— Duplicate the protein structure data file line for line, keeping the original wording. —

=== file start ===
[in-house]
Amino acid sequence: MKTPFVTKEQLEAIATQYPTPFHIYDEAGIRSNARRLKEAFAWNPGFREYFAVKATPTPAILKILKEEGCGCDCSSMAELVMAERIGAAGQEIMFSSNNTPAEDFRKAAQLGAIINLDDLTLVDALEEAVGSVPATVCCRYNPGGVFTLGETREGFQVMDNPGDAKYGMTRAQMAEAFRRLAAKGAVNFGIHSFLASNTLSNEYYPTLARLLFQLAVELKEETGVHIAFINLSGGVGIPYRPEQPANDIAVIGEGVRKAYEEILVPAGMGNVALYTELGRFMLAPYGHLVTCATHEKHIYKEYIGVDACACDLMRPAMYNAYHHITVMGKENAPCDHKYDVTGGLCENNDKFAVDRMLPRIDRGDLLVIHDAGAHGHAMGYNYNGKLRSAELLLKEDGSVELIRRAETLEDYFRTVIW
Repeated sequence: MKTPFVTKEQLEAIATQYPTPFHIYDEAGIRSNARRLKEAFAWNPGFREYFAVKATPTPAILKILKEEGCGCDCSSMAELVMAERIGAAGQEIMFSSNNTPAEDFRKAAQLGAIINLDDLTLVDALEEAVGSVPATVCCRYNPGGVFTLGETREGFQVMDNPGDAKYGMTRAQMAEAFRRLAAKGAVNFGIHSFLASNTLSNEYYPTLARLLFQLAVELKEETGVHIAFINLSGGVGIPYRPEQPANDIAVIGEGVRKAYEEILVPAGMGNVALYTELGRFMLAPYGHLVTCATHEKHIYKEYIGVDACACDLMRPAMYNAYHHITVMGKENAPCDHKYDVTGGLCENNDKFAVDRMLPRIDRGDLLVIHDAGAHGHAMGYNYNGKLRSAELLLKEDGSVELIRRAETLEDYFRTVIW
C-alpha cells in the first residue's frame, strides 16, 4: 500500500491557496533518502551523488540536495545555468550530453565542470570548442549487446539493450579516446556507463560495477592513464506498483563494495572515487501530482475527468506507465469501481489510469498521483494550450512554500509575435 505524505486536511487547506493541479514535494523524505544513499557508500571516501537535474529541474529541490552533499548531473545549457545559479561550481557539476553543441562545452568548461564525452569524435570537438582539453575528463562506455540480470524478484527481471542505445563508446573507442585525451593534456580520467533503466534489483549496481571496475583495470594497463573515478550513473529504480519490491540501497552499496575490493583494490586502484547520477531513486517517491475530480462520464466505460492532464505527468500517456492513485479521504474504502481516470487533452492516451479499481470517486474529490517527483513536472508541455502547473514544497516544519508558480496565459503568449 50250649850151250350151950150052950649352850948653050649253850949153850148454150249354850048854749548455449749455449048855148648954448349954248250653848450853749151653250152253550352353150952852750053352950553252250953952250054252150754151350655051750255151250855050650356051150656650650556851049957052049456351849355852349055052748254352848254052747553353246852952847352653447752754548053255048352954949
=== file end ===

[in-house]
Amino acid sequence: MKTPFVTKEQLEAIATQYPTPFHIYDEAGIRSNARRLKEAFAWNPGFREYFAVKATPTPAILKILKEEGCGCDCSSMAELVMAERIGAAGQEIMFSSNNTPAEDFRKAAQLGAIINLDDLTLVDALEEAVGSVPATVCCRYNPGGVFTLGETREGFQVMDNPGDAKYGMTRAQMAEAFRRLAAKGAVNFGIHSFLASNTLSNEYYPTLARLLFQLAVELKEETGVHIAFINLSGGVGIPYRPEQPANDIAVIGEGVRKAYEEILVPAGMGNVALYTELGRFMLAPYGHLVTCATHEKHIYKEYIGVDACACDLMRPAMYNAYHHITVMGKENAPCDHKYDVTGGLCENNDKFAVDRMLPRIDRGDLLVIHDAGAHGHAMGYNYNGKLRSAELLLKEDGSVELIRRAETLEDYFRTVIW
Repeated sequence: MKTPFVTKEQLEAIATQYPTPFHIYDEAGIRSNARRLKEAFAWNPGFREYFAVKATPTPAILKILKEEGCGCDCSSMAELVMAERIGAAGQEIMFSSNNTPAEDFRKAAQLGAIINLDDLTLVDALEEAVGSVPATVCCRYNPGGVFTLGETREGFQVMDNPGDAKYGMTRAQMAEAFRRLAAKGAVNFGIHSFLASNTLSNEYYPTLARLLFQLAVELKEETGVHIAFINLSGGVGIPYRPEQPANDIAVIGEGVRKAYEEILVPAGMGNVALYTELGRFMLAPYGHLVTCATHEKHIYKEYIGVDACACDLMRPAMYNAYHHITVMGKENAPCDHKYDVTGGLCENNDKFAVDRMLPRIDRGDLLVIHDAGAHGHAMGYNYNGKLRSAELLLKEDGSVELIRRAETLEDYFRTVIW
C-alpha cells in the first residue's frame, strides 16, 4: 500500500491557496533518502551523488540536495545555468550530453565542470570548442549487446539493450579516446556507463560495477592513464506498483563494495572515487501530482475527468506507465469501481489510469498521483494550450512554500509575435 505524505486536511487547506493541479514535494523524505544513499557508500571516501537535474529541474529541490552533499548531473545549457545559479561550481557539476553543441562545452568548461564525452569524435570537438582539453575528463562506455540480470524478484527481471542505445563508446573507442585525451593534456580520467533503466534489483549496481571496475583495470594497463573515478550513473529504480519490491540501497552499496575490493583494490586502484547520477531513486517517491475530480462520464466505460492532464505527468500517456492513485479521504474504502481516470487533452492516451479499481470517486474529490517527483513536472508541455502547473514544497516544519508558480496565459503568449 50250649850151250350151950150052950649352850948653050649253850949153850148454150249354850048854749548455449749455449048855148648954448349954248250653848450853749151653250152253550352353150952852750053352950553252250953952250054252150754151350655051750255151250855050650356051150656650650556851049957052049456351849355852349055052748254352848254052747553353246852952847352653447752754548053255048352954949